And let them...
have no descendants.
Springer of unwelcome family tree surprises and favorite of investigative genealogy hunting uncles everywhere, Ancestry.com has tried to invoke an arbitration clause to fight off a 77-page false advertising lawsuit accusing it of violating California auto-renewal laws. Among other things, the would-be class-action lawsuit …
AFAICR from contracting in the UK an invalid term could invalidate the entire contract, at least in some circumstances. I don't know if that's the case in the US but if it is then it might knock out the arbitration clause as well.
Bought out by private equity? Worrying news for genealogists.
I'm not a lawyer, and my contract law classes were a long time ago, but it depends. Sometimes the court will just interpret the contract in a way to make the invalid clause valid. For example, if a parking garage says that they assume no liability for vandalism and/or thefts from your car, then in most circumstances the court will just ignore that clause if there was obvious neglect (there is an implied contract, even if if it is not fully written and signed, and generally speaking people can not sign away certain rights), In other cases, particularly in a situation where one party is obviously in an inferior situation (big corporation in dominate market position versus individual consumer, for example), the court may decide that the terms are so onerous that the contract is null and void. Also, if the contract term is contrary to law or against the common good (sorry, I forget the legal term), this may also cause the court to throw out the whole contract.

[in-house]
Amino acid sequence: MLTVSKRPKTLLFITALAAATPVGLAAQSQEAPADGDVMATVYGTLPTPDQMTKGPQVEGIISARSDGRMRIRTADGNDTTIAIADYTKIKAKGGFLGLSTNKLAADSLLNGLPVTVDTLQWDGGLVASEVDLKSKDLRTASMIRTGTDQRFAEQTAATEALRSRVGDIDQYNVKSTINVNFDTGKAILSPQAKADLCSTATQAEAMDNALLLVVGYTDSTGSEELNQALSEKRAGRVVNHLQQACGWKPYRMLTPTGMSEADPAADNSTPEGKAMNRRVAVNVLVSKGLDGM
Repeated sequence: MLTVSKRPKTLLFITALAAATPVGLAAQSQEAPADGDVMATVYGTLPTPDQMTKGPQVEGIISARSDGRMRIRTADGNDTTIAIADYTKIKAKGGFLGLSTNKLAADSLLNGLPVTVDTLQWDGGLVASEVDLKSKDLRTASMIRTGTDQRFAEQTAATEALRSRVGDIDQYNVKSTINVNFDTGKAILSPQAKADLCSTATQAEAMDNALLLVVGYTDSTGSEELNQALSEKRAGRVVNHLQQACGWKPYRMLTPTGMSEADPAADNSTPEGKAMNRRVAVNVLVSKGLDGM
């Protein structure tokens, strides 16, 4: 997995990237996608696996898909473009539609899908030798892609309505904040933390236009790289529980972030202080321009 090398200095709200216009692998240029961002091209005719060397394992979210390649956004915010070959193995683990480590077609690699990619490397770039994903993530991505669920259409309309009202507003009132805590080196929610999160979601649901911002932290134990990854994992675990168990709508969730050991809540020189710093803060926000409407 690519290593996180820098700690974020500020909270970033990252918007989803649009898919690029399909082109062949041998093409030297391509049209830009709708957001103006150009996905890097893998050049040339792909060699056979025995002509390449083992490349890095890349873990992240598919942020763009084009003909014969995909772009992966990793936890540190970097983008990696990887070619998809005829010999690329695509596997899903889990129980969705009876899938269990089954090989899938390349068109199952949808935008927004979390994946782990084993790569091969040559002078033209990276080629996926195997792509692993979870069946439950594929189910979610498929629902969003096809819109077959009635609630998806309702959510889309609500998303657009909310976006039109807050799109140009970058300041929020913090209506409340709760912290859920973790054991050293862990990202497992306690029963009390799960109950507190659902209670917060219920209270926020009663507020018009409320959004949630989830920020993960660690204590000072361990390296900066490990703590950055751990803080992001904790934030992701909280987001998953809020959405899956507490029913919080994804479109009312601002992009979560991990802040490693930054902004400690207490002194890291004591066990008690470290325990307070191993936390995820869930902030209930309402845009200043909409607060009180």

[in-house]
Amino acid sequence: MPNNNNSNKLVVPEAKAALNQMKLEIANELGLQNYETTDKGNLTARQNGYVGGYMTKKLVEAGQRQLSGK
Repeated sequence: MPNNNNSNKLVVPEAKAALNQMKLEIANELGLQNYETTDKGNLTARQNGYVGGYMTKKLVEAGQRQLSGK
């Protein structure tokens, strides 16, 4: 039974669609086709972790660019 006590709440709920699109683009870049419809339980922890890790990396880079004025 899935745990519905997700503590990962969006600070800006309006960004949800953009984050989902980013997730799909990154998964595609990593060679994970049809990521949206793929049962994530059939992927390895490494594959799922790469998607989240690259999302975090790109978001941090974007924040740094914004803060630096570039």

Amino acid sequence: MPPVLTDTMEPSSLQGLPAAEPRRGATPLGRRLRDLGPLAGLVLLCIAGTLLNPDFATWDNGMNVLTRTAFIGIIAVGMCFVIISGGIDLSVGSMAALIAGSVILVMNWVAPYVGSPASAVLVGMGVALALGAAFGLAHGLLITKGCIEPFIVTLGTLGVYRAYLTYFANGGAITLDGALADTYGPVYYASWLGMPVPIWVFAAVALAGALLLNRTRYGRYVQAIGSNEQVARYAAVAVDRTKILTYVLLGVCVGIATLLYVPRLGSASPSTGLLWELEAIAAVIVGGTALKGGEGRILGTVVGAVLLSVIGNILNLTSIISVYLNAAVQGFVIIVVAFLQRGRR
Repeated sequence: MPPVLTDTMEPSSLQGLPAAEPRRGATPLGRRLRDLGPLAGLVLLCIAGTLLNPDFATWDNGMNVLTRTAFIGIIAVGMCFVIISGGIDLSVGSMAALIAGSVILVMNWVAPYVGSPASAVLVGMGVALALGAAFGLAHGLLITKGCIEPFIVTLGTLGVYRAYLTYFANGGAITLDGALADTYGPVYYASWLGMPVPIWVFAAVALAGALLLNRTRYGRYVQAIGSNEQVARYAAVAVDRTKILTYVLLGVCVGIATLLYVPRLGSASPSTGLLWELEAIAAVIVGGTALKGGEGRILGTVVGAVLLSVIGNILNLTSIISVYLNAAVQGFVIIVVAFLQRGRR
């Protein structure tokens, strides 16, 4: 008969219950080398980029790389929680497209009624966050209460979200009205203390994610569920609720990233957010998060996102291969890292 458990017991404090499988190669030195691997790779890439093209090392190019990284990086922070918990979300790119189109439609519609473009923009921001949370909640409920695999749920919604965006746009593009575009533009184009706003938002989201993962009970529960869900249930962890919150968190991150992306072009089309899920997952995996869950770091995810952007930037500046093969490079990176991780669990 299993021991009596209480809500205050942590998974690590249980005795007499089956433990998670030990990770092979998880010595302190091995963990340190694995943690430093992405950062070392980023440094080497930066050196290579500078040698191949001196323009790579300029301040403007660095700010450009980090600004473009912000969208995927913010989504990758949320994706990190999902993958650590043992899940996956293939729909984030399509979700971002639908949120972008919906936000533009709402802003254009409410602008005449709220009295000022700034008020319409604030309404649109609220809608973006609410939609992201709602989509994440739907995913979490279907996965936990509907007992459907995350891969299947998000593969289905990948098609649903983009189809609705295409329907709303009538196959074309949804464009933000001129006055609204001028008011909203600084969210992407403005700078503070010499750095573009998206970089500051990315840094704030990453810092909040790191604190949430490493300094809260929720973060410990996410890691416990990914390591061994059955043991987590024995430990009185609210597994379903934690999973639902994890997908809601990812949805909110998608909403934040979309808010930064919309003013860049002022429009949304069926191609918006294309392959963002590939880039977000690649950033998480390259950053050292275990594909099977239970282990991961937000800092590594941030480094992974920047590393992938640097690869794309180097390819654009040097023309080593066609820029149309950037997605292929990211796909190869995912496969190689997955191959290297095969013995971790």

Again, I'm not a lawyer and the law does change. Also, different states may have different tweaks, and different courts may interpret differently. Contract law is very complicated, and I haven't had a job negotiating and writing contracts for over 40 years. Even then, we always had a lawyer review every contract.
In a sense it's a race condition but think the logic, if the particular legal system accepts it, is that if the clause is severed it's as if it was never there and if it was never there then it couldn't have invalidated the rest of the contract.
In practice I suppose it would depend on how the contract could function without it; for instance the contract might consist solely of the invalid clause and the severability clause.
"Contracts here tend to have clauses saying that it one clause is invalidated, all the others are still valid. "
Legalese bullshit at least here in North. Every clause in contract *must* be valid in order to contract be valid.
US system is different, but if that flies there, that would be odd.
Just an example of one of those subscription scams a close friend fell for: https://www.trustpilot.com/review/bilablau.com
She had to cancel her credit card to stop payments being sent
They've been going on at it for years and the authorities don't seem able to stop them - although they've been reported to the police in 2018 (and probably earlier, they most probably are the one that has complaints from across Europe)